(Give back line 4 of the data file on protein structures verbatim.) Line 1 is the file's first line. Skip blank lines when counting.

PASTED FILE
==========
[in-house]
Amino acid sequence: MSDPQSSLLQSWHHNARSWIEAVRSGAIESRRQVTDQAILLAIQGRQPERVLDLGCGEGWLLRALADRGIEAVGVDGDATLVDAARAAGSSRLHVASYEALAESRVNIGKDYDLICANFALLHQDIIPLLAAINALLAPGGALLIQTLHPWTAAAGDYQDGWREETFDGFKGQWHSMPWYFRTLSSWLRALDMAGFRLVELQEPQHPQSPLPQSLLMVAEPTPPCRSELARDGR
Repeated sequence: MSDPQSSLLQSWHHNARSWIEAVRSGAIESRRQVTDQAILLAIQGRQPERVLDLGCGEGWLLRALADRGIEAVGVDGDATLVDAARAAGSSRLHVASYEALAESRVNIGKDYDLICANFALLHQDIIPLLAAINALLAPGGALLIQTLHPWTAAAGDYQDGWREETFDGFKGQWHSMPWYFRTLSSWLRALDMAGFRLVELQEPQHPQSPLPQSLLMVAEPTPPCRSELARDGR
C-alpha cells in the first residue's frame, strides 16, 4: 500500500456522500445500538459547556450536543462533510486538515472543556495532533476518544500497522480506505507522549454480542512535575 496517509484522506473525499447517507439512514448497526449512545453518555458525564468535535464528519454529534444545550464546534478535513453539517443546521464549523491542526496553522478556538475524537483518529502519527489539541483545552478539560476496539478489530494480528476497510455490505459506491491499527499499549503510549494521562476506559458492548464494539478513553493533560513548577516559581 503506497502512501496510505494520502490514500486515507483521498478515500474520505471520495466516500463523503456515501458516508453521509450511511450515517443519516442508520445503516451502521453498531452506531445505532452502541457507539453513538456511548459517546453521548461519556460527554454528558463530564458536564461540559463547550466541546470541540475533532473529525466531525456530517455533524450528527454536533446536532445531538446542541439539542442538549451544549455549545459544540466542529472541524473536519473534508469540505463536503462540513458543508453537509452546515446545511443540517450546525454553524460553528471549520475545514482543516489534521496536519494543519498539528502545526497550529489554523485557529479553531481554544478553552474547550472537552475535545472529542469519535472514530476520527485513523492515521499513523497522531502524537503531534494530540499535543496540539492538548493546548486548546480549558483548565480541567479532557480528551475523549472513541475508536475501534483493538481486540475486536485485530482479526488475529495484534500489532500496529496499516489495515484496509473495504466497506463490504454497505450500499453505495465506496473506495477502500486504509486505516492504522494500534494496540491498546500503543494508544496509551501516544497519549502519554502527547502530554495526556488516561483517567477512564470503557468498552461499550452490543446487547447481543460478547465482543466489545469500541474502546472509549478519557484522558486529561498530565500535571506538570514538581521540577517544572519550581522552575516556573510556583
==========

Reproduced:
C-alpha cells in the first residue's frame, strides 16, 4: 500500500456522500445500538459547556450536543462533510486538515472543556495532533476518544500497522480506505507522549454480542512535575 496517509484522506473525499447517507439512514448497526449512545453518555458525564468535535464528519454529534444545550464546534478535513453539517443546521464549523491542526496553522478556538475524537483518529502519527489539541483545552478539560476496539478489530494480528476497510455490505459506491491499527499499549503510549494521562476506559458492548464494539478513553493533560513548577516559581 503506497502512501496510505494520502490514500486515507483521498478515500474520505471520495466516500463523503456515501458516508453521509450511511450515517443519516442508520445503516451502521453498531452506531445505532452502541457507539453513538456511548459517546453521548461519556460527554454528558463530564458536564461540559463547550466541546470541540475533532473529525466531525456530517455533524450528527454536533446536532445531538446542541439539542442538549451544549455549545459544540466542529472541524473536519473534508469540505463536503462540513458543508453537509452546515446545511443540517450546525454553524460553528471549520475545514482543516489534521496536519494543519498539528502545526497550529489554523485557529479553531481554544478553552474547550472537552475535545472529542469519535472514530476520527485513523492515521499513523497522531502524537503531534494530540499535543496540539492538548493546548486548546480549558483548565480541567479532557480528551475523549472513541475508536475501534483493538481486540475486536485485530482479526488475529495484534500489532500496529496499516489495515484496509473495504466497506463490504454497505450500499453505495465506496473506495477502500486504509486505516492504522494500534494496540491498546500503543494508544496509551501516544497519549502519554502527547502530554495526556488516561483517567477512564470503557468498552461499550452490543446487547447481543460478547465482543466489545469500541474502546472509549478519557484522558486529561498530565500535571506538570514538581521540577517544572519550581522552575516556573510556583